• Online format allows for optimal convenience;
  • Highly interactive learning environment;
  • Collaboration with other public health professionals;
  • Nationally recognized faculty; and
  • Capstone course leading a quality improvement project within your public health organization.

 

Applications are now being accepted for the fall semester which begins September 6, 2011. Visit this website for a more detailed program description, and contact Katy Korchik, Program Coordinator, at korc0004@umn.edu if you have any questions about this new and exciting opportunity.

Word on the Street

 

1. My health department has been preparing for accreditation using the draft standards and measures that were prepared for the beta test. Can you please tell us the basic changes that are included in Version 1.0? 

 

A summary of the revisions to the PHAB Standards and Measures Version 1.0 can be found on the PHAB website, but some of the changes include:

 

         A purpose statement was added to each measure

         Significance information was added to each standard and measure

         Documentation is now required, usually two examples for most measures

         Guidance specific to each documentation item is provided

         All standards are applicable to Tribal, state, and local health departments

         Measures have been included that describe the community health assessment

         Domain 9 has been revamped

         Domains 11 and 12 have been revamped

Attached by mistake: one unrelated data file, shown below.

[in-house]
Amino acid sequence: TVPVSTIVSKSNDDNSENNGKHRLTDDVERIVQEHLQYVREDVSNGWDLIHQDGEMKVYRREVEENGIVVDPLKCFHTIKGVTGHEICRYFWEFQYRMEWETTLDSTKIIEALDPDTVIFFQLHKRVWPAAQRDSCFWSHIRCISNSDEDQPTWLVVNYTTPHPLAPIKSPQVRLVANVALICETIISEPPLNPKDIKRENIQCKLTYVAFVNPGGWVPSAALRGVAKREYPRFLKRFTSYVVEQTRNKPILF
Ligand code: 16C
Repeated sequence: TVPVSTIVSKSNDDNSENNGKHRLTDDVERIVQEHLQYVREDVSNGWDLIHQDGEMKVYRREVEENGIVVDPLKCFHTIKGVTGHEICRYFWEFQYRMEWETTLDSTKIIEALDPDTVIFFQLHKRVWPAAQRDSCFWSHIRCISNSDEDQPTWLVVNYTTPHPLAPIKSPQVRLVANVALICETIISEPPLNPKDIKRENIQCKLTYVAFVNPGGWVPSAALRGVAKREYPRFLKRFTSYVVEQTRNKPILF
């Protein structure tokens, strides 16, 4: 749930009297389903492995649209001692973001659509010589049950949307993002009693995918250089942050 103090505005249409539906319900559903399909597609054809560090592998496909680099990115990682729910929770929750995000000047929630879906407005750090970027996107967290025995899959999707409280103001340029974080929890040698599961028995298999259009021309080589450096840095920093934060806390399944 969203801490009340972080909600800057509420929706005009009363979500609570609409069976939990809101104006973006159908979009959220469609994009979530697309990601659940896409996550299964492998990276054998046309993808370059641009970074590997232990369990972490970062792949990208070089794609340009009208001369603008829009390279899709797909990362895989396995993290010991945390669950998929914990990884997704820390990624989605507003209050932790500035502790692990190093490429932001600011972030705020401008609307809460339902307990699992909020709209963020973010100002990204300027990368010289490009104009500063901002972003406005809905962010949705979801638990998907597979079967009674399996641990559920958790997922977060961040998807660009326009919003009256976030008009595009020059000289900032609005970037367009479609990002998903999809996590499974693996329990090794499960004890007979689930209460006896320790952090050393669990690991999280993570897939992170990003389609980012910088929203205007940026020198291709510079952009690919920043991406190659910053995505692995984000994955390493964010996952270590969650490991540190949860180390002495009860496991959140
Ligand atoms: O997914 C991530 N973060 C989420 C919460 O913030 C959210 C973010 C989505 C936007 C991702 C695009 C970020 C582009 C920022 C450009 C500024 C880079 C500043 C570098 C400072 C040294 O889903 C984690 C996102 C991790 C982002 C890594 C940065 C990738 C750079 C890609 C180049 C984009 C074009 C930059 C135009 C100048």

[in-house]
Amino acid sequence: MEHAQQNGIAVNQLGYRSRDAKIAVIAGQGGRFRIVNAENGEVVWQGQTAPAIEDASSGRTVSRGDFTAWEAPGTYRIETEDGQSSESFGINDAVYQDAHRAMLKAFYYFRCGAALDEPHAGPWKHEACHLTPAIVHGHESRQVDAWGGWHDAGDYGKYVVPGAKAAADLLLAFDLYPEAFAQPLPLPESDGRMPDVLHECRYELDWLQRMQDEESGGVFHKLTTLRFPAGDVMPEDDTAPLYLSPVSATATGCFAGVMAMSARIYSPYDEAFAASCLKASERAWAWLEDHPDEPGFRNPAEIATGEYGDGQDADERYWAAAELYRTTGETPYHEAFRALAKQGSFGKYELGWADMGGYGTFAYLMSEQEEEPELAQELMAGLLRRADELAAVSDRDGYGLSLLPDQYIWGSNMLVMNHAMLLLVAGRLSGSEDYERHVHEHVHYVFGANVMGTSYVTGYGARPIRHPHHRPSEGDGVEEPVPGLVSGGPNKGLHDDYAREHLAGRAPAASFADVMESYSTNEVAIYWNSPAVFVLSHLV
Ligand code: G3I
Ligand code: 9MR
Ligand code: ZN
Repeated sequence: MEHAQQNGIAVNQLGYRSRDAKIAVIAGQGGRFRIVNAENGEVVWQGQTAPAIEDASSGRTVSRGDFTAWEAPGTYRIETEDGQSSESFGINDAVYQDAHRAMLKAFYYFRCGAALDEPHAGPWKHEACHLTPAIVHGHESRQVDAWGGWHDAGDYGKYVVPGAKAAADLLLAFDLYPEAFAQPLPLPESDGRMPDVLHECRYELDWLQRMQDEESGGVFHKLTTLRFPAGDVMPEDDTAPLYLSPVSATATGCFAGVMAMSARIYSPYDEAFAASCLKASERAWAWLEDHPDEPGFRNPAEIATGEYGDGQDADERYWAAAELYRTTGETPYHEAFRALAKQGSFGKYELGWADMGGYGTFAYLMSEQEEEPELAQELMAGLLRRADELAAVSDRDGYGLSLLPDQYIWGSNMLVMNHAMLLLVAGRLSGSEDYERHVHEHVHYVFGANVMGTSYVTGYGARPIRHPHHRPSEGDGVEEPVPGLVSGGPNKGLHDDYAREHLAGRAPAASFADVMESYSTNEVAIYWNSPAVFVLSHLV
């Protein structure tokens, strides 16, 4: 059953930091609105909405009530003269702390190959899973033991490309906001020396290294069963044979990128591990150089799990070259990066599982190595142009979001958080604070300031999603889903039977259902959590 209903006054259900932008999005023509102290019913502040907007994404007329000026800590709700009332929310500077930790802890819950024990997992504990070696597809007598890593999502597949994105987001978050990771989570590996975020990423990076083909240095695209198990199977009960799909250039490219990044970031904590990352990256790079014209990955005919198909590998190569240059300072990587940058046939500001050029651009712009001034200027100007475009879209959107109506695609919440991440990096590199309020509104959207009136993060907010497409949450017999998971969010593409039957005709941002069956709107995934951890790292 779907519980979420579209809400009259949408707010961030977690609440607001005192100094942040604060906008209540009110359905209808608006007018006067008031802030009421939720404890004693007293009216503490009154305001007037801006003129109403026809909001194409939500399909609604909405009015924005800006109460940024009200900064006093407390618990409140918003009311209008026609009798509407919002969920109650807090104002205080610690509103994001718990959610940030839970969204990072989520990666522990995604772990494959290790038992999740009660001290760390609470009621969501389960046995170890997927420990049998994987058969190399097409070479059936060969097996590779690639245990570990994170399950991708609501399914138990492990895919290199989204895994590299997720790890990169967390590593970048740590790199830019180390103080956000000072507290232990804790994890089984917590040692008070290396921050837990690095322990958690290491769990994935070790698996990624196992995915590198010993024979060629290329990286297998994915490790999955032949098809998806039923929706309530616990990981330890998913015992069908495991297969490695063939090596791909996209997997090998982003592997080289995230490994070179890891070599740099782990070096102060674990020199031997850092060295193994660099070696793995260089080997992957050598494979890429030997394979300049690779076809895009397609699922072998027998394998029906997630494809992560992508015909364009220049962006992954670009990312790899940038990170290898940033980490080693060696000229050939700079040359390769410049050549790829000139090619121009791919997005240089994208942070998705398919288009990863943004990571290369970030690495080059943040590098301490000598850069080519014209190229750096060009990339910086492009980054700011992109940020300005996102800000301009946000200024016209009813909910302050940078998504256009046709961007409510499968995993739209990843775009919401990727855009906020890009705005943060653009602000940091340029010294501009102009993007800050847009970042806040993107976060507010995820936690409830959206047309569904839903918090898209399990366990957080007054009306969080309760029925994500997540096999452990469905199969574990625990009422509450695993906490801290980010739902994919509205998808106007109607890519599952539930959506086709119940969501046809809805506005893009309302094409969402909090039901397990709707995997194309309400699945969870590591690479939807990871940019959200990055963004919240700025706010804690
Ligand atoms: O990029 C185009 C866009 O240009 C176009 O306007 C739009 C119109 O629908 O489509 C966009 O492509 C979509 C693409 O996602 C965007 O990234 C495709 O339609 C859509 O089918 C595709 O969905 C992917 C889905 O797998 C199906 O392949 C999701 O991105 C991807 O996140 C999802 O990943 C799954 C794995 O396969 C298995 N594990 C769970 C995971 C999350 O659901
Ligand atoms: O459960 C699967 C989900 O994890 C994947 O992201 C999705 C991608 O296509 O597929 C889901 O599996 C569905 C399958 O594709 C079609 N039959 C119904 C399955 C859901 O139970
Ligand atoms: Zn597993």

General rearranging, rewording, and updating

 

 

2. We understand that the accreditation process has also changed slightly. Can you please identify those changes?

 

The Guide to National Public Health Department Accreditation Version 1.0 does include some changes based on feedback received from the beta test and elsewhere. A summary of those revisions can be found on the PHAB website, but some of the changes include:

 

         The in-person training for Accreditation Coordinators will be provided after submission of the online application, not before

         The entire process is paperless

         There are four readiness checklists, not just one

         Statement of Intent time frame waived for 2011-2012

         Application form shortened

         Site visit report format and content were revised

         Scoring scale expanded to four categories

         Health department post accreditation reports are annual

         Appeals procedure has been included

 

 

3. We know that PHAB is developing an online information system. Will the format for the accreditation tools look like the paper versions when that system has been completed?

 

PHAB is developing an online information system (called e-PHAB) that will allow the health department applicants to submit everything to PHAB electronically. It will also include the site visit reports and annual reports. Our intent is to operate an entirely paperless system. The format will not look exactly the same as the paper copies or the website version, but all of the content will be included.

 

 

4. Why did PHAB decide to use the population of the jurisdiction the health department serves as the major factor for determining the categories of health departments for the fee structure?

 

Through the beta test, PHAB learned that population served is a good proxy for estimating the potential complexity of the health department. The complexity of the health department determines the amount of work that the PHAB staff and the site reviewers have to do. It also changes less frequently than other potential factors such as health department budget and FTEs. Census data population numbers are standard, generally accepted numbers.

 

 

5. When will the online orientation be available to health departments?

 

PHAB expects the online orientation to be completed and available for health department use by early fall 2011.

 

 

If you have a suggestion for future segments of Word on the Street, please send them to Travis Parker Lee, PHAB Program Specialist, at tlee@phaboard.org.